Archives enable diverse stories. This statement serves as a guiding principle for us through the workflow of historical records – sourcing for material, archival judgment and accessioning policies, understanding context and arrangement, preservation/conservation, and physical and digital access.

In late 2016, when we started the endeavour to build a new archive, we wanted to deliberate on the purpose of an archive and what environments it could nourish in the future.

We at the Archives at NCBS are developing an interconnected science archive project linking storytelling to historic material and scientific research.

Archival material is difficult to work with in India due to lack of access and common standards. We want people to see – and make – connections between disparate archival records flung across repositories.

We are building a space that makes it easier for multiple interpretations and stories to emerge from the raw data. The premise is a little bit of a truism, but it serves as a beacon for this whole exercise: What we tend to remember are stories, which arise from the way we see and describe primary data—oral histories, manuscripts, photographs, research notes. These annotations should be thought of as the card catalogs of primary historical information on the web.

The pilot repository, the archives of the National Centre for Biological Sciences (NCBS), will hold both institutional records and material from beyond the walls of the campus, covering the history of 20th century biology in India. Like the research at NCBS, it will traverse the scales of biology, from molecules to ecosystems. The physical and digital archive – a tiny start in this endeavour – is open for research and public use starting in 2019. It is our first step in rethinking the interplay between memory, database and narrative.

As we build the physical and digital archive at NCBS, we hope it situates itself at the intersection of four silos in society: the scientific community that generates archival material, the historians of science that interpret archival material, the communicators and interrogators of science for a non academic audience, and the public itself.

An archival record is a fragment of a story. The narratives of our lives give rise to these things we call collections, manuscripts, oral history interviews, each an abstract item sitting in the physical and digital shelves of an archive. We keep that in mind when we look for archival material: Every person has many stories, and every story has many people. We hope these two maxims remind us of the need to be diverse in our accessioning policy.

It is true that archival records sitting in a database are often decoupled from the stories that generated them. They gather dust or, worse yet, are found in set narratives. But an archival record is not static. Every archival record is a consequence of narratives. It has many ways of seeing, and it should be catapulted back into newer stories. This is of course in the hands of the gatekeepers of archives. Stories will emerge if we empower the records with catalogue descriptions that expand our imagination and connect the dots of our messy histories. We need to build spaces for the public to come and inform us of new ways of seeing the records we preserve. If archives come from stories, into stories the archive must go. This interplay is necessary for the very existence of data, narrative and repository.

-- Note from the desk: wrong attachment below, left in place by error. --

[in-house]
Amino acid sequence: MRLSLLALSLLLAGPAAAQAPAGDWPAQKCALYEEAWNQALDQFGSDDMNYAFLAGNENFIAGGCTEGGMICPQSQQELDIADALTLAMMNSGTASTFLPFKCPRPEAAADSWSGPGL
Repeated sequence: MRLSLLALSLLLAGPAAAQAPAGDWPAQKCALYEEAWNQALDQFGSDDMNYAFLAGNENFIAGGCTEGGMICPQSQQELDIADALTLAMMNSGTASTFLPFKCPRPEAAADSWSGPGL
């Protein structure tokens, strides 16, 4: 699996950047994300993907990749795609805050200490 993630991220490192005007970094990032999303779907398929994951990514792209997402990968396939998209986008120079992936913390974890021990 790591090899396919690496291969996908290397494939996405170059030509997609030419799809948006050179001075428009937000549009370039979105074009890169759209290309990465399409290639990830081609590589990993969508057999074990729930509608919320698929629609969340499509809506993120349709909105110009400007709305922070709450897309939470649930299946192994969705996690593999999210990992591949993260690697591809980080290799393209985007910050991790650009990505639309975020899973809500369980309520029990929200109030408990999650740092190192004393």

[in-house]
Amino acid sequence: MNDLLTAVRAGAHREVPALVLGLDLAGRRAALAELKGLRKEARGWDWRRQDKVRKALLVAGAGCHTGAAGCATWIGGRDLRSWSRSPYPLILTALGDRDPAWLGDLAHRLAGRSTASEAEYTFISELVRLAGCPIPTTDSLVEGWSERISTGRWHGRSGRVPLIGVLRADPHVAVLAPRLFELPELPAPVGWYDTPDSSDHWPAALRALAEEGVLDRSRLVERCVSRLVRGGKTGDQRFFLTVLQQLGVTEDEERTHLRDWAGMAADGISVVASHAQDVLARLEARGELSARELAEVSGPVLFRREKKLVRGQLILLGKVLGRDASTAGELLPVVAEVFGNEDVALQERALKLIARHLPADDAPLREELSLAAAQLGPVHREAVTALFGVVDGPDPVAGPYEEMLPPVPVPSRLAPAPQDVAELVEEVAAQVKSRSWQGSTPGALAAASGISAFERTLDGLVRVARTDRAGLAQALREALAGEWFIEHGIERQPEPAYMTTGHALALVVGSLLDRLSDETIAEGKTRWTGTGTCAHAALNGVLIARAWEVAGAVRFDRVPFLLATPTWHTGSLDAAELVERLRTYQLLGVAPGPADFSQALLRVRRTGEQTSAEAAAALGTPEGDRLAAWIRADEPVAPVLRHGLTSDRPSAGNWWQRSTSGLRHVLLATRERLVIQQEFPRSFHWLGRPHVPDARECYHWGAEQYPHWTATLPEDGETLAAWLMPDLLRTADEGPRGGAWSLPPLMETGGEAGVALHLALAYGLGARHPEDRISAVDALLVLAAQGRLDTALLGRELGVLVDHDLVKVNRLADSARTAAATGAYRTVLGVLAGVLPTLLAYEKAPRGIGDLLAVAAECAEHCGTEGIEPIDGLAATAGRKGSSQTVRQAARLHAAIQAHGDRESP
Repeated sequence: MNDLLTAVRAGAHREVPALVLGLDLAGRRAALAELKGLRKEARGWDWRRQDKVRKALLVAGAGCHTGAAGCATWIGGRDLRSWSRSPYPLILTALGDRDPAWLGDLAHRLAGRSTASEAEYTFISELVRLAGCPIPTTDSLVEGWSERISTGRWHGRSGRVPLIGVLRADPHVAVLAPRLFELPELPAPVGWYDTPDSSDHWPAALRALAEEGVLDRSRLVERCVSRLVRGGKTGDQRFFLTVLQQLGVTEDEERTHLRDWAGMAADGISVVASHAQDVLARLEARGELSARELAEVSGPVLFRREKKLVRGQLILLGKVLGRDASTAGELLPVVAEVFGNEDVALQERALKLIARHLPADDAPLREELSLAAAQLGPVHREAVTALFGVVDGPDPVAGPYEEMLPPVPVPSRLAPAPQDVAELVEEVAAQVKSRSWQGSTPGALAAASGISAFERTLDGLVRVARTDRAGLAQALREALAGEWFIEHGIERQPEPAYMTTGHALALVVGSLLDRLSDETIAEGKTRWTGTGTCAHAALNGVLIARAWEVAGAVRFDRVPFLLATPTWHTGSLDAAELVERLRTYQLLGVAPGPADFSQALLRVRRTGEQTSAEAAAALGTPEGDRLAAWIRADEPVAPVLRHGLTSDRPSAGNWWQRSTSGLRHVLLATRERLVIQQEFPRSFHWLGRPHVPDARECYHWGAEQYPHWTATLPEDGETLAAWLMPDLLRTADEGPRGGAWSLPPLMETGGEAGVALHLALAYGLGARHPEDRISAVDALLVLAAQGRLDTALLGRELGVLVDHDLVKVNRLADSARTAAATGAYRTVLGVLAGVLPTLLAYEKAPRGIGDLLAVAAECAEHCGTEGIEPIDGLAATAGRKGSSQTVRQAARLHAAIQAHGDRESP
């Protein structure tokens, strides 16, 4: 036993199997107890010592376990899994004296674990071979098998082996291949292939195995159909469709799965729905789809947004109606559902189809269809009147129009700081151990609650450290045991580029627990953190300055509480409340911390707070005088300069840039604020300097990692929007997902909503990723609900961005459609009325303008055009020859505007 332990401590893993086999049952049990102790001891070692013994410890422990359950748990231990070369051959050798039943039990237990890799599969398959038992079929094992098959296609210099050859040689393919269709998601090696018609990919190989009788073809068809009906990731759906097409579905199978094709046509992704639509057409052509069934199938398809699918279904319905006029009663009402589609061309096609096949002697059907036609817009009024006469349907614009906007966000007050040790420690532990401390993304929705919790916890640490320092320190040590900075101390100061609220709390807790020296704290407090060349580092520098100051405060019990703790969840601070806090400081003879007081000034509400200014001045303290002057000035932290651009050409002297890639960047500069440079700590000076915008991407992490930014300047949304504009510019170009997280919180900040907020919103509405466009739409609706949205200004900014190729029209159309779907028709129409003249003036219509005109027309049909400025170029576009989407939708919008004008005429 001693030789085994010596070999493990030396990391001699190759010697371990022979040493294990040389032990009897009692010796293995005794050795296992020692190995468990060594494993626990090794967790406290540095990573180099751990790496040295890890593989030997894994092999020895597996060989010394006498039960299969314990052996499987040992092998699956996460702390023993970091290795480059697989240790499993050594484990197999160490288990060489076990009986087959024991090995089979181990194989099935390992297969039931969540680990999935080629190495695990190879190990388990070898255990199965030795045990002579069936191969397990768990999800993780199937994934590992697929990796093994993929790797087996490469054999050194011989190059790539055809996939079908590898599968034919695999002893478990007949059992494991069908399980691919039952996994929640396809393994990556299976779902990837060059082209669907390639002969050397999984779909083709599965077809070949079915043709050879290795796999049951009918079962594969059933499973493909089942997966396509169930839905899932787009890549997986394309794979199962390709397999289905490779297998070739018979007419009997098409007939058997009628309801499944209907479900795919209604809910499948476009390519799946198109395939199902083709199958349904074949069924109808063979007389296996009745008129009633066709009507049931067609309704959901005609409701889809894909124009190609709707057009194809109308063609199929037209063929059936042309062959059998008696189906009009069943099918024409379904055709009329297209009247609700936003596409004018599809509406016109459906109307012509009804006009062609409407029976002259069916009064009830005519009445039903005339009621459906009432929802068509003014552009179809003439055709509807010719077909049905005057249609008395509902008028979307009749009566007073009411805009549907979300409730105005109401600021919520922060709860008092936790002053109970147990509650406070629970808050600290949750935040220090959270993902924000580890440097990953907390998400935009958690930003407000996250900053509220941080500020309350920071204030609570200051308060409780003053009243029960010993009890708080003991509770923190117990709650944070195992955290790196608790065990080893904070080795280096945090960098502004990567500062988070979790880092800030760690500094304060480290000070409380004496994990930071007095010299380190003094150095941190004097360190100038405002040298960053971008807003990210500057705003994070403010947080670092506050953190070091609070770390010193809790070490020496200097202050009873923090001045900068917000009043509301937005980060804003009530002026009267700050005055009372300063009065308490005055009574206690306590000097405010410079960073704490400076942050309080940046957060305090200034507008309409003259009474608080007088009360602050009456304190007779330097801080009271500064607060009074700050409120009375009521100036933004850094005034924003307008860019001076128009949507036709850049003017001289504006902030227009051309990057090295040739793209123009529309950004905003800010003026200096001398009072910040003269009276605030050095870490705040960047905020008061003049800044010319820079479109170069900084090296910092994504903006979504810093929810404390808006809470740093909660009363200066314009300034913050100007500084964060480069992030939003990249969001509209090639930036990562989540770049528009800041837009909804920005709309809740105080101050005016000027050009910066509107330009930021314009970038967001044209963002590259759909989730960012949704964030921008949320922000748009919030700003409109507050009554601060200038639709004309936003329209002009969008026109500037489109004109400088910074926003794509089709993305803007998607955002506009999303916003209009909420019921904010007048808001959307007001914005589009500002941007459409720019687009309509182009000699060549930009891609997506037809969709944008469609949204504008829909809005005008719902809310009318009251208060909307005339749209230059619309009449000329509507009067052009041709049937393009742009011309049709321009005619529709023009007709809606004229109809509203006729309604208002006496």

The Archives at NCBS is being built in three broad phases and as part of a larger experiment to develop an interconnected digital archive of science with a parallel narrative layer. Besides building an extensive catalogue for material housed at NCBS, we aim to develop open source tools for the public to find and tell varying narratives from the digital archive.

The first phase of this digital experiment in archiving, journalism and storytelling was a pilot exhibit on thirteen ways of looking at the institutional history of NCBS (paying homage to Wallace Stevens' poem, Thirteen Ways of Looking at a Blackbird). The pilot project tries to bring to light multiple interpretations of NCBS, weaved by the voices of over 70 story tellers. The material for the exhibit ( is curated from records collected to build the Centre's archive. The oral history excerpts, along with over 600 photographs, official records, letters, and the occasional lab note, give a glimpse into the Centre's history and show connections with the present.

In the next phase, we hope to release an open source storytelling portal in an ‘Exhibits’ section on the Archives that enables the public to draft newer narratives and connections between the different kinds of archival material, thus allowing multiple ways of seeing to coexist.

Following that, we hope to start forming parallel networks of catalogues and stories linked to each other across institutions, places, events, people and time. This will be an effort to build an interconnected digital archival of science with pilot material from various science archives in India and then, later, from other parts of the world. This will be made available through a digital platform to historians, journalists, scientific researchers and the general public.

The aim is not to build more data visualization widgets – these tools will drift in and out of popularity. The foundation of our work is in how an individual record is sourced and described. The focus is on building a storytelling platform that relies on this interpretation of data. We think of this not so much as a project, but as a movement, one that embeds itself firmly in the idea we brought up earlier in this document: what we remember are stories, and stories reside in the way we see primary archival material. To allow this ecosystem to flourish, what needs to be preserved and nurtured is not just a diversity of memories, but also ways of seeing memory.


January 2019
Venkat Srinivasan